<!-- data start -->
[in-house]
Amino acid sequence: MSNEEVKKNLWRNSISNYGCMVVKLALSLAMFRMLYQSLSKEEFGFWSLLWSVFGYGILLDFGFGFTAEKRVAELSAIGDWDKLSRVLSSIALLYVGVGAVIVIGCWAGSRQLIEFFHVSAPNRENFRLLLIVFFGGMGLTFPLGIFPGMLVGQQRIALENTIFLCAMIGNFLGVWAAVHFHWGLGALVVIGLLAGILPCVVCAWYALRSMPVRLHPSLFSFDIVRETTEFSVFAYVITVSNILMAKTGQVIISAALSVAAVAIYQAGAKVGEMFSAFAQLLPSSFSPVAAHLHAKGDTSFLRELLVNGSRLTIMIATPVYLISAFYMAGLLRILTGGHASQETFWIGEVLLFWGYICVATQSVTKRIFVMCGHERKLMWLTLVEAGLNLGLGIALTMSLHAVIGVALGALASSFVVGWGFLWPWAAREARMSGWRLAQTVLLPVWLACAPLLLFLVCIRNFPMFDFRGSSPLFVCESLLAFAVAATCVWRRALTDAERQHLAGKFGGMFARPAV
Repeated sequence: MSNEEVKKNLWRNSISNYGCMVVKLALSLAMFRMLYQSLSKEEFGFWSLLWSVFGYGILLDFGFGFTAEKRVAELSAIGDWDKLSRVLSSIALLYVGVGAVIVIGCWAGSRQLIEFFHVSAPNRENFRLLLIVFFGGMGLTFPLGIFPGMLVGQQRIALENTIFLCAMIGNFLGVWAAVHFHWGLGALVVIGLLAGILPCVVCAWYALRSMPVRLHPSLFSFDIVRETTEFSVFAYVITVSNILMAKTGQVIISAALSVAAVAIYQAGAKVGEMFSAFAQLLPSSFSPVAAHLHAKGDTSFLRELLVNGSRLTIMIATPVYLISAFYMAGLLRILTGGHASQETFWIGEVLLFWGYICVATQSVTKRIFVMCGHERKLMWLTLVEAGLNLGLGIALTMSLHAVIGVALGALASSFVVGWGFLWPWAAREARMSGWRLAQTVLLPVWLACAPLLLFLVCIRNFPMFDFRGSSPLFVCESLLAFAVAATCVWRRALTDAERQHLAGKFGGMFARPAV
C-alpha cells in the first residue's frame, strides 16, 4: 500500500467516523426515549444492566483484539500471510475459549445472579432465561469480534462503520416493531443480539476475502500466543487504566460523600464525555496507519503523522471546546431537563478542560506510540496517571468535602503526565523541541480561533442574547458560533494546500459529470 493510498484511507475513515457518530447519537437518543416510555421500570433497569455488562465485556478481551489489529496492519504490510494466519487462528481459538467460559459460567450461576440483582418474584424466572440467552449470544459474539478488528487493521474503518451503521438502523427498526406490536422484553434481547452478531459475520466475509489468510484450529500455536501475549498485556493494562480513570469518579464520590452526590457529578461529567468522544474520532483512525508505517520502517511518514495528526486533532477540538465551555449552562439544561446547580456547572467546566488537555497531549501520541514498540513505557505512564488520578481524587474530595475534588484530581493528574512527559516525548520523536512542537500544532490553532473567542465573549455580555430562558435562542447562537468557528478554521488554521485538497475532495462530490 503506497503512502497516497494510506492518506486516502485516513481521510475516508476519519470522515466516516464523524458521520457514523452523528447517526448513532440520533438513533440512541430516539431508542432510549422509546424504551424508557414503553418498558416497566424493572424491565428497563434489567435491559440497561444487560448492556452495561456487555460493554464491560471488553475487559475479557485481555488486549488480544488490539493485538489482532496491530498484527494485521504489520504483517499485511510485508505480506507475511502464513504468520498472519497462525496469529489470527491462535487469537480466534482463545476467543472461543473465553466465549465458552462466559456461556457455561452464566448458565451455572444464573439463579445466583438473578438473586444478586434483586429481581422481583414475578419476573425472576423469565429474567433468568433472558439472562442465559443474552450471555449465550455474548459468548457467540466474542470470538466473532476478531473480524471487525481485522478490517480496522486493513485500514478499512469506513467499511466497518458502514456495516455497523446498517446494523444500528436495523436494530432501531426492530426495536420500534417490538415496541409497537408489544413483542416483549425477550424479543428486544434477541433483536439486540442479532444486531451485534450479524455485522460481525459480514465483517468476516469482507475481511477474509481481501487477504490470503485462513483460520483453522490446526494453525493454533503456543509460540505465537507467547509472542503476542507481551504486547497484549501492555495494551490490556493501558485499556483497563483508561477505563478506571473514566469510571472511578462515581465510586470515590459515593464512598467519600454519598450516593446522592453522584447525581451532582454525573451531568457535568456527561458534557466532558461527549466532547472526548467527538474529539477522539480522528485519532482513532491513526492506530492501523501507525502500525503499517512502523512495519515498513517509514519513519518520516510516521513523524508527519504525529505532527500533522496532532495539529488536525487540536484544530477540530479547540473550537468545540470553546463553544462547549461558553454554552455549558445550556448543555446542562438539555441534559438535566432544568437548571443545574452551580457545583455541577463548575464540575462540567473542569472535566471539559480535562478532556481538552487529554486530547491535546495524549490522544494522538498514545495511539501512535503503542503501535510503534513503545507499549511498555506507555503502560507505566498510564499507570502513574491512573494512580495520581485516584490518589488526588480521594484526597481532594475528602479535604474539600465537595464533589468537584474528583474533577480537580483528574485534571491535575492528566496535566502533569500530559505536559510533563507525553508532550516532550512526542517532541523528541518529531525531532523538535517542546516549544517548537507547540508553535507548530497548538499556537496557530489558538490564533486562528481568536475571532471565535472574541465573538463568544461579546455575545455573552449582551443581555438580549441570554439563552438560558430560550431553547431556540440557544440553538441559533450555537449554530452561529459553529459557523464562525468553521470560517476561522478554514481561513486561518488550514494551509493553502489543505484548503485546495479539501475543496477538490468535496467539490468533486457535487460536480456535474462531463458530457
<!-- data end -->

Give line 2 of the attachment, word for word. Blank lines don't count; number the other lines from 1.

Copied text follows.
Amino acid sequence: MSNEEVKKNLWRNSISNYGCMVVKLALSLAMFRMLYQSLSKEEFGFWSLLWSVFGYGILLDFGFGFTAEKRVAELSAIGDWDKLSRVLSSIALLYVGVGAVIVIGCWAGSRQLIEFFHVSAPNRENFRLLLIVFFGGMGLTFPLGIFPGMLVGQQRIALENTIFLCAMIGNFLGVWAAVHFHWGLGALVVIGLLAGILPCVVCAWYALRSMPVRLHPSLFSFDIVRETTEFSVFAYVITVSNILMAKTGQVIISAALSVAAVAIYQAGAKVGEMFSAFAQLLPSSFSPVAAHLHAKGDTSFLRELLVNGSRLTIMIATPVYLISAFYMAGLLRILTGGHASQETFWIGEVLLFWGYICVATQSVTKRIFVMCGHERKLMWLTLVEAGLNLGLGIALTMSLHAVIGVALGALASSFVVGWGFLWPWAAREARMSGWRLAQTVLLPVWLACAPLLLFLVCIRNFPMFDFRGSSPLFVCESLLAFAVAATCVWRRALTDAERQHLAGKFGGMFARPAV